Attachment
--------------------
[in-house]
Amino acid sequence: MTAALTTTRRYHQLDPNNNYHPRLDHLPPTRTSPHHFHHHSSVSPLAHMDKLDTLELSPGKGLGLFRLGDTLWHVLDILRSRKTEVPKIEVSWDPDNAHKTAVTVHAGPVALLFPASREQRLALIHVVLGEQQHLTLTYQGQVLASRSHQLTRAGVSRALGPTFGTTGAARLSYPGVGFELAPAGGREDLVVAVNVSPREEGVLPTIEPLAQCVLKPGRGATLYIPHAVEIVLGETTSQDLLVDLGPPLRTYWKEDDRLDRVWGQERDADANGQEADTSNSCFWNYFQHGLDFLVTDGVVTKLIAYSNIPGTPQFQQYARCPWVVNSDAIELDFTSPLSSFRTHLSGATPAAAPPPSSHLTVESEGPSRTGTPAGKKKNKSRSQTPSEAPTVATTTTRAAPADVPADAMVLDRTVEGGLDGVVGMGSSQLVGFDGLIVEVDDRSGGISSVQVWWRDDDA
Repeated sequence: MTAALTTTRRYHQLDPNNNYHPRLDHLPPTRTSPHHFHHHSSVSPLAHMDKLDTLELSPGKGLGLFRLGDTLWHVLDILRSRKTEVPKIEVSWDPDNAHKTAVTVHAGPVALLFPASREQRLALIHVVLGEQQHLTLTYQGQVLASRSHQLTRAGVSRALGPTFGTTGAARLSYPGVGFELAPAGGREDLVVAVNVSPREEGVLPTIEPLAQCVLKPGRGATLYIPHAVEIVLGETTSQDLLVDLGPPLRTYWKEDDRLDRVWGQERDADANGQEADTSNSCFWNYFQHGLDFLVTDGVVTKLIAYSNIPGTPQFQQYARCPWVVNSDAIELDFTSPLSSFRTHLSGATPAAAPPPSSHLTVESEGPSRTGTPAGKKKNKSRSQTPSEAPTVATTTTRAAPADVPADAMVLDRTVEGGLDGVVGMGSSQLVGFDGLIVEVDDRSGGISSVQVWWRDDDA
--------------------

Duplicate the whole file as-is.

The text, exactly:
[in-house]
Amino acid sequence: MTAALTTTRRYHQLDPNNNYHPRLDHLPPTRTSPHHFHHHSSVSPLAHMDKLDTLELSPGKGLGLFRLGDTLWHVLDILRSRKTEVPKIEVSWDPDNAHKTAVTVHAGPVALLFPASREQRLALIHVVLGEQQHLTLTYQGQVLASRSHQLTRAGVSRALGPTFGTTGAARLSYPGVGFELAPAGGREDLVVAVNVSPREEGVLPTIEPLAQCVLKPGRGATLYIPHAVEIVLGETTSQDLLVDLGPPLRTYWKEDDRLDRVWGQERDADANGQEADTSNSCFWNYFQHGLDFLVTDGVVTKLIAYSNIPGTPQFQQYARCPWVVNSDAIELDFTSPLSSFRTHLSGATPAAAPPPSSHLTVESEGPSRTGTPAGKKKNKSRSQTPSEAPTVATTTTRAAPADVPADAMVLDRTVEGGLDGVVGMGSSQLVGFDGLIVEVDDRSGGISSVQVWWRDDDA
Repeated sequence: MTAALTTTRRYHQLDPNNNYHPRLDHLPPTRTSPHHFHHHSSVSPLAHMDKLDTLELSPGKGLGLFRLGDTLWHVLDILRSRKTEVPKIEVSWDPDNAHKTAVTVHAGPVALLFPASREQRLALIHVVLGEQQHLTLTYQGQVLASRSHQLTRAGVSRALGPTFGTTGAARLSYPGVGFELAPAGGREDLVVAVNVSPREEGVLPTIEPLAQCVLKPGRGATLYIPHAVEIVLGETTSQDLLVDLGPPLRTYWKEDDRLDRVWGQERDADANGQEADTSNSCFWNYFQHGLDFLVTDGVVTKLIAYSNIPGTPQFQQYARCPWVVNSDAIELDFTSPLSSFRTHLSGATPAAAPPPSSHLTVESEGPSRTGTPAGKKKNKSRSQTPSEAPTVATTTTRAAPADVPADAMVLDRTVEGGLDGVVGMGSSQLVGFDGLIVEVDDRSGGISSVQVWWRDDDA